A: There are many different physical realizations of quantum computers, which I will summarize. The most mature of these are superconducting quantum computers, ion trap quantum computers, and photonic quantum computers. Each system takes advantage of an isolated degree of freedom, which has a sufficient energy gap between the discrete levels, so the states are distinguishable. For superconductors, this is usually magnetic flux or charge state. For ion-trap architectures, this can be the electronic energy levels of the suspended ions. Gate operations can then be implemented through spectroscopic pulses on the qubit. At resonant energies, the pulse causes the probability of the qubit’s state to oscillate, allowing you to implement arbitrary quantum gates depending on the length of the pulse.

There is a large amount of literature on the specific implementations for different architectures. For superconducting qubits, see this paper for a great discussion of gate operations and this paper for a more general review of the technology. For ion-trap architectures, see this review. For photonic quantum computers, see this review. The experimental side of QC is rapidly evolving, and new exotic implementations of qubits are realized frequently. Still, at a theoretical level, they can all interpreted and understood using the same framework discussed in the talk.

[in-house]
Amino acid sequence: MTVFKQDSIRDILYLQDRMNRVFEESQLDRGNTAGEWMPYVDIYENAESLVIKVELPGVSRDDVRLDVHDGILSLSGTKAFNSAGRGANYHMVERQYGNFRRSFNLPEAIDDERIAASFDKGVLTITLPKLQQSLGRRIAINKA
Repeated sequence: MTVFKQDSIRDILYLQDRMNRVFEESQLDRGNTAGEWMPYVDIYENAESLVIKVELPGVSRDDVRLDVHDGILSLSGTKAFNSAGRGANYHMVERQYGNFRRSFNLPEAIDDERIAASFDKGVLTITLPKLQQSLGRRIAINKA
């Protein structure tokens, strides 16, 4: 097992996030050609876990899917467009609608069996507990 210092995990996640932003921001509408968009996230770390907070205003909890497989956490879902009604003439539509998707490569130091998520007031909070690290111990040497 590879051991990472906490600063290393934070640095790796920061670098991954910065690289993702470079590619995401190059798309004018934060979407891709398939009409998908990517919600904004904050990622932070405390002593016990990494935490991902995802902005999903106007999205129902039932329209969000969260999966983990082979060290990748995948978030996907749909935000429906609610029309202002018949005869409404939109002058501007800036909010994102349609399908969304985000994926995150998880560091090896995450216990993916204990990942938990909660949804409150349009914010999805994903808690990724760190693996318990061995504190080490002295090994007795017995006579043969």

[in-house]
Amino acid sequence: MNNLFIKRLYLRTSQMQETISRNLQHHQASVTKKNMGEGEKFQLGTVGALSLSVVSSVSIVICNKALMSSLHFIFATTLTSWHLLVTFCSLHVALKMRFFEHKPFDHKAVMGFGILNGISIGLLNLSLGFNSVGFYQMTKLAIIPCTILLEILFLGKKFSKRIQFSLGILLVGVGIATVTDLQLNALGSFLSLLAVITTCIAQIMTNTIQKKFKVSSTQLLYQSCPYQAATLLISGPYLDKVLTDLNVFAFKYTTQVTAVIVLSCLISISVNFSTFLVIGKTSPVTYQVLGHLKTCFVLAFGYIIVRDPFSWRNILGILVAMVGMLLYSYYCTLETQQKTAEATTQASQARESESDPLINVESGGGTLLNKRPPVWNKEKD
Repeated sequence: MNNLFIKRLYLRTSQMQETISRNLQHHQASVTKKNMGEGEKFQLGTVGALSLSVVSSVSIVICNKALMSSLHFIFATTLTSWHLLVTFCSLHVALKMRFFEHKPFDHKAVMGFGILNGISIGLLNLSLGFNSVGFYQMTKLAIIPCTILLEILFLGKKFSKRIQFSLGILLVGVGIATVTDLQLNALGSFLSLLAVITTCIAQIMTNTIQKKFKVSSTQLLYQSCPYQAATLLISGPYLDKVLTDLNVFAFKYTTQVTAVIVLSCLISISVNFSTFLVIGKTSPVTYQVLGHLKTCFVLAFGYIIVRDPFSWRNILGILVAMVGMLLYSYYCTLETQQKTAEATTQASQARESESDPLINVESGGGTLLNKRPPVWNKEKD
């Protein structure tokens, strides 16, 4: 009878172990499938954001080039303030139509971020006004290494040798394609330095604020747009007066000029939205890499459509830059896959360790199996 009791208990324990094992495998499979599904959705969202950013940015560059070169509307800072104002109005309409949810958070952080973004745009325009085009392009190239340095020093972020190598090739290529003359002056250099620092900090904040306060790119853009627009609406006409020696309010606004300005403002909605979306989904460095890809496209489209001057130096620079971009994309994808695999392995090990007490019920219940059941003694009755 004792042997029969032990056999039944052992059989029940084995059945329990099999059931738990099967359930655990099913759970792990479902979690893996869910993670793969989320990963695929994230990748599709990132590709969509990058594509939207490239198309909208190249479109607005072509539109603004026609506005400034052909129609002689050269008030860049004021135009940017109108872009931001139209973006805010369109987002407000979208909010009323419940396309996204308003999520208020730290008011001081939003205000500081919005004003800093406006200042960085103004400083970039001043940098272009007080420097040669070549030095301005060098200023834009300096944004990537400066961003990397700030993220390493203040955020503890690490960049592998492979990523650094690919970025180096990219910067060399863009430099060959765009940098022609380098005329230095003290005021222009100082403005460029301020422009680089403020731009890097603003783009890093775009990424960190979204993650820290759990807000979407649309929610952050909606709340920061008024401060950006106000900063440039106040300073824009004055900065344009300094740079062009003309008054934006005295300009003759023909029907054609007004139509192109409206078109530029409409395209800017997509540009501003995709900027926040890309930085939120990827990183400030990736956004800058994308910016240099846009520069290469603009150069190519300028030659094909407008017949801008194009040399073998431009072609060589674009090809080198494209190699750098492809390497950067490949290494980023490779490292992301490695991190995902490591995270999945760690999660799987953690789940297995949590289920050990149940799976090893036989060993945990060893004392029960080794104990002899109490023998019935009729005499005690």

Author
Comments
J
Jean-Jacques
Hello, about Quantum Inspired methods for optimization problems, I had in mind papers such as this one: https://advances.sciencemag.org/content/5/4/eaav2372
Regards.
JF
Jeremy First
I had not yet seen that paper, and it was a very interesting read, so thank you for sharing. Solving Ising models on classical architecture is indeed an expensive task with many practical applications, and the simulated bifurcation (SB) algorithm looks to be a promising way to efficiently obtain a solution, without needing to rely on the existence of a physical quantum computer. I'll keep on eye out for future papers on SB.